What is the role of CoQ10 and Ubiquinol in fertility?
Found in every cell of the human body, CoQ10 operates as a powerful antioxidant and plays an important role in cellular energy generation. As we age, our natural CoQ10 levels decrease, as does our ability to convert CoQ10 into its active form, ubiquinol.
Since conception demands such a huge amount of energy, CoQ10 appears uniquely equipped to support fertility. As such, there has been an extensive amount of research into whether a dietary supplement of CoQ10 may support sperm and egg quality and other aspects of fertility. And the findings are very promising, as we explore in the article below.
What does CoQ10 do for fertility?
CoQ10 supports fertility and sperm and egg quality in two main ways. Firstly, CoQ10 is an important component of the electron transport chain, which helps generate energy in our cells. When CoQ10 levels are greater, the electron train produces more energy. And with more energy, cells operate at a higher level, positively affecting sperm and egg maturation.
Secondly, CoQ10 serves as a potent antioxidant. This quality helps protect cells against the harmful effects of nefarious free radicals, which conspire to hijack our fertility and overall reproductive system.
It’s widely understood that fertility declines with age – and this is especially true in women for whom the decline is much more rapid. As we’ve already mentioned, CoQ10 levels also naturally decline with age. It’s no surprise, therefore, that CoQ10 supplementation has been found to improve sperm and egg quality as we age .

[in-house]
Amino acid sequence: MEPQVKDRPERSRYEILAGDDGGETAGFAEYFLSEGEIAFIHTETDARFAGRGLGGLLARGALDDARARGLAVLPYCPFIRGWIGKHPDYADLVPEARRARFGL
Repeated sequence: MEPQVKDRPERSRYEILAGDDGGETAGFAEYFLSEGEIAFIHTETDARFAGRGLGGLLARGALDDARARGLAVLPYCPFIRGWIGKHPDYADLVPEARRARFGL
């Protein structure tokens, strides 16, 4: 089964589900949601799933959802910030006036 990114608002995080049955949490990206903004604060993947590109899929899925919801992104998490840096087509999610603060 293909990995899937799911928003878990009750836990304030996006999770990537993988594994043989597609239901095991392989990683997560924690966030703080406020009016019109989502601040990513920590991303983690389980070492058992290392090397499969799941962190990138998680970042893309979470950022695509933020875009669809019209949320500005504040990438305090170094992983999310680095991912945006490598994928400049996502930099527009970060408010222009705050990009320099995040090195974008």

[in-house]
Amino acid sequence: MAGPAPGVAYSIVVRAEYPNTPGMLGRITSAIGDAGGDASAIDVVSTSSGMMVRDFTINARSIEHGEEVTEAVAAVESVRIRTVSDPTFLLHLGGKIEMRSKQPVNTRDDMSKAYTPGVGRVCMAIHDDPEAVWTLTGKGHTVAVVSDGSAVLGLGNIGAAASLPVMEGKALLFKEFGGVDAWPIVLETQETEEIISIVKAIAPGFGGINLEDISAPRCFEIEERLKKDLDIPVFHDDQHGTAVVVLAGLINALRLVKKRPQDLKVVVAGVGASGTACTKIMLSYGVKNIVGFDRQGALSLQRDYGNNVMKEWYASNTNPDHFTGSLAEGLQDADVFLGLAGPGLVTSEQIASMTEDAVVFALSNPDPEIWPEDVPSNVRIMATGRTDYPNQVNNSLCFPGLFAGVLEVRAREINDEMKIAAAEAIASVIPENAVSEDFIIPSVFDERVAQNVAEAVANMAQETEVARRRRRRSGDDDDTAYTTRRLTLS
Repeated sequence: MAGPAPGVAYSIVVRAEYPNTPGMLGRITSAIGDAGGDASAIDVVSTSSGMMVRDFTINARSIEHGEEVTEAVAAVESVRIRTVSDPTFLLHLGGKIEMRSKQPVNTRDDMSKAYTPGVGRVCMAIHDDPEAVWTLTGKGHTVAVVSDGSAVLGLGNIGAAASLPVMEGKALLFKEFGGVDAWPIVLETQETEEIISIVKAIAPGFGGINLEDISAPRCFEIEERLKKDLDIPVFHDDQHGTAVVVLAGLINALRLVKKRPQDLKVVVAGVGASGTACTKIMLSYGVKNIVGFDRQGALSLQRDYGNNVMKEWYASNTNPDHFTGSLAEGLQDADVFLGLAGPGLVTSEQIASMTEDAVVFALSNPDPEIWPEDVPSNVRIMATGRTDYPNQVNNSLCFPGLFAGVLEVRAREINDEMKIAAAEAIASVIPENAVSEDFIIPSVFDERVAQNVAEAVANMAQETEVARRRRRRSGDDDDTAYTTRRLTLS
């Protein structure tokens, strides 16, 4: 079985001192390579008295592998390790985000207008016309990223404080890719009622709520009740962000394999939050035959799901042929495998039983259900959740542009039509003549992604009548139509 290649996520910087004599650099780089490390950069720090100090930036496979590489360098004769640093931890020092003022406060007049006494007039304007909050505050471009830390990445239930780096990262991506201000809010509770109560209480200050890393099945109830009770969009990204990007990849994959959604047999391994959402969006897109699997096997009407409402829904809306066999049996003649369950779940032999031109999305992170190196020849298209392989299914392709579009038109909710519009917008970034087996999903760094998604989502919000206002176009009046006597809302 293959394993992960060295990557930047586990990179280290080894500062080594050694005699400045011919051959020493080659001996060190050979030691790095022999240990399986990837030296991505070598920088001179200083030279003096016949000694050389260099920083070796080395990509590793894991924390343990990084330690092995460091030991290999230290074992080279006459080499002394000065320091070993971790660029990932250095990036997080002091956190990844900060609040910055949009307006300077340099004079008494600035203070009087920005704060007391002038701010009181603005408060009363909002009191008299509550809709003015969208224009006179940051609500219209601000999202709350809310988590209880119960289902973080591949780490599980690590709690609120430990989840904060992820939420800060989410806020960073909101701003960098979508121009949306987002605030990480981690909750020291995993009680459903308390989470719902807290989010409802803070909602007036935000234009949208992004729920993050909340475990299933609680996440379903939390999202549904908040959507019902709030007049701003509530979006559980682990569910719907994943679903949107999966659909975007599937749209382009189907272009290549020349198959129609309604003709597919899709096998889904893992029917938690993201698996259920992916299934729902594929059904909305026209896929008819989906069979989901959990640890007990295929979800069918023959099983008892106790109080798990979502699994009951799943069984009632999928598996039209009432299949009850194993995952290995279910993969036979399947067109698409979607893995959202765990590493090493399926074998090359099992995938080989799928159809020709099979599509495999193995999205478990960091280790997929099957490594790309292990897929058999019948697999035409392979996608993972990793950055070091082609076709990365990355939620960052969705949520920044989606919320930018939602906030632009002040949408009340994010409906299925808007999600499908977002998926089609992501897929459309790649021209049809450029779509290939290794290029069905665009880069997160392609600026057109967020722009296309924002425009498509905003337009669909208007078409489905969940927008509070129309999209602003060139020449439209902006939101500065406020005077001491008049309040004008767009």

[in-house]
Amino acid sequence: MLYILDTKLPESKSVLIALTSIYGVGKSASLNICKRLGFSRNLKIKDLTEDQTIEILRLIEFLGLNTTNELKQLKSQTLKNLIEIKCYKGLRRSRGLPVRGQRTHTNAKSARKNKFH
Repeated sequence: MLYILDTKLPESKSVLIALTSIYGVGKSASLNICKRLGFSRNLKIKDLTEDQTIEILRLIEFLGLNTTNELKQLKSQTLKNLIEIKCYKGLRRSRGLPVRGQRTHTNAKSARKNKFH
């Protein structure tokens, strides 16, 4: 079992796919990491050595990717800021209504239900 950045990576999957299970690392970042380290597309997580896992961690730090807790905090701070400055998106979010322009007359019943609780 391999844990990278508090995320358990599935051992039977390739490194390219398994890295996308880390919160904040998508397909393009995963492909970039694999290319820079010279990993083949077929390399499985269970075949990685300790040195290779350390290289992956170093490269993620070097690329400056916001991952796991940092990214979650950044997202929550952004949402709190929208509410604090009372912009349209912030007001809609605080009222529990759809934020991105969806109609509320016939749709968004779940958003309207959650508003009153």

What CoQ10 should I take for fertility?
There are two forms of CoQ10: ubiquinone (the oxidised form) and ubiquinol (the active form). We have to convert ubiquinone into ubiquinol before it can be used, which the body finds increasingly challenging as we get older .
With superior bioavailability, ubiquinol is the most absorbable, body-ready, active form of CoQ10 – and that’s why it’s often recommended for specific health concerns, such as those concerning fertility.
Ubiquinol is also the only known fat-soluble antioxidant made naturally in the body, a quality that isn’t shared by the ubiquinone.
When choosing a ubiquinol supplement for fertility, it’s important to consider its absorption. CoQ10/Ubiquinol is a fat-soluble nutrient, so it needs to be suspended in oil to ensure the body absorbs it optimally. That’s why it’s worth choosing soft gel capsules that suspend CoQ10 in high-quality vegetable oil over powdered CoQ10.
Find out more about the difference between Ubiquinol and CoQ10 here.
How much CoQ10/ubiquinol should I take daily for fertility?
Most people generally attain between 3mg and 6mg of CoQ10 daily from dietary sources, such as red meat, oily fish, legumes, and some vegetables, like broccoli and spinach. However, experts recommend a daily intake of 100mg-600mg of CoQ10/ubiquinol for fertility .
Both sperm and eggs take around 90 days to mature. For optimal results, therefore, it’s advised to take CoQ10 and other fertility formulas for upwards of three months.
CoQ10 fertility success stories
The empirical data on CoQ10 supplementation for male and female fertility is hugely encouraging. In a 2015 study, researchers found low levels of CoQ10 may lead to age-associated declines in fertility . However, the same study reported that supplementing with CoQ10 may help reverse age-related decline in egg quality and quantity, which is promising for women whose ovarian reserve declines with age.